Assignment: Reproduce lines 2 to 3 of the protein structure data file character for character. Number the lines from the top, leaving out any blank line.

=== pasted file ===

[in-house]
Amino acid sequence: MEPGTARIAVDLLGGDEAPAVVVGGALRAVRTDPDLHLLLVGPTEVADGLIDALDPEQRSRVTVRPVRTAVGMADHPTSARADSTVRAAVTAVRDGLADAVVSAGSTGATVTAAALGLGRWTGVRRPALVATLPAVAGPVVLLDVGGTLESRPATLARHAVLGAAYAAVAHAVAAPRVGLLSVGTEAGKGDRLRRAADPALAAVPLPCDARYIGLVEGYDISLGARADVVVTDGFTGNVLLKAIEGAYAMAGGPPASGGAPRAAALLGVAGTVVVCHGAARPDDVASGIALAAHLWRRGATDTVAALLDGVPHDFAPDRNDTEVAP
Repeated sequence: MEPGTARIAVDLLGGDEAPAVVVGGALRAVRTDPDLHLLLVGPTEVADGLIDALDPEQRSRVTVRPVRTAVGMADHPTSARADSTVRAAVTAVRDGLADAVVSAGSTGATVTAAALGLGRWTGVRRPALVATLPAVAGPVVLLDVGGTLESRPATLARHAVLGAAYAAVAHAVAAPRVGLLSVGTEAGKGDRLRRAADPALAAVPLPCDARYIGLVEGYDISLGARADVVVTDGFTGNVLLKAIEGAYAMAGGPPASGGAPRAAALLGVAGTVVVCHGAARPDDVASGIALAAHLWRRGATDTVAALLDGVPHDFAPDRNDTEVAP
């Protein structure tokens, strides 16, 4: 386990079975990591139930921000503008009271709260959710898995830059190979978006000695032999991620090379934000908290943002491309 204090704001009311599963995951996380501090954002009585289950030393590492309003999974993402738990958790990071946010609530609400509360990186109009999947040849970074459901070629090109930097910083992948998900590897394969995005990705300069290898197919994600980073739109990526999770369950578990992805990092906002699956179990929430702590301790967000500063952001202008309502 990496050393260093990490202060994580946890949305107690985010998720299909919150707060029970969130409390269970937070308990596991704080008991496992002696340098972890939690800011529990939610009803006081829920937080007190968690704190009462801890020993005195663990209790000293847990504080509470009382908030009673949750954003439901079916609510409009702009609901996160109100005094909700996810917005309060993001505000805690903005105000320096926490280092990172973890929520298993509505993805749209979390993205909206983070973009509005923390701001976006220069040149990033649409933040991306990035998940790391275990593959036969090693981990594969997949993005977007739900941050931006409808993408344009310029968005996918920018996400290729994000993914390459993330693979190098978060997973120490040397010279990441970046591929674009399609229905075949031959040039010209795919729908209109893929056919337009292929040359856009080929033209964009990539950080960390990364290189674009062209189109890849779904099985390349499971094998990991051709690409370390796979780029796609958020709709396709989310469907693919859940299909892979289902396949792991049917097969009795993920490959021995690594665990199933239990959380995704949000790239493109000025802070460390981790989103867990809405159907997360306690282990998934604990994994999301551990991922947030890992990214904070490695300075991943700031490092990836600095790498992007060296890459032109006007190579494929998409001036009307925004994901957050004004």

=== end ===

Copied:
Amino acid sequence: MEPGTARIAVDLLGGDEAPAVVVGGALRAVRTDPDLHLLLVGPTEVADGLIDALDPEQRSRVTVRPVRTAVGMADHPTSARADSTVRAAVTAVRDGLADAVVSAGSTGATVTAAALGLGRWTGVRRPALVATLPAVAGPVVLLDVGGTLESRPATLARHAVLGAAYAAVAHAVAAPRVGLLSVGTEAGKGDRLRRAADPALAAVPLPCDARYIGLVEGYDISLGARADVVVTDGFTGNVLLKAIEGAYAMAGGPPASGGAPRAAALLGVAGTVVVCHGAARPDDVASGIALAAHLWRRGATDTVAALLDGVPHDFAPDRNDTEVAP
Repeated sequence: MEPGTARIAVDLLGGDEAPAVVVGGALRAVRTDPDLHLLLVGPTEVADGLIDALDPEQRSRVTVRPVRTAVGMADHPTSARADSTVRAAVTAVRDGLADAVVSAGSTGATVTAAALGLGRWTGVRRPALVATLPAVAGPVVLLDVGGTLESRPATLARHAVLGAAYAAVAHAVAAPRVGLLSVGTEAGKGDRLRRAADPALAAVPLPCDARYIGLVEGYDISLGARADVVVTDGFTGNVLLKAIEGAYAMAGGPPASGGAPRAAALLGVAGTVVVCHGAARPDDVASGIALAAHLWRRGATDTVAALLDGVPHDFAPDRNDTEVAP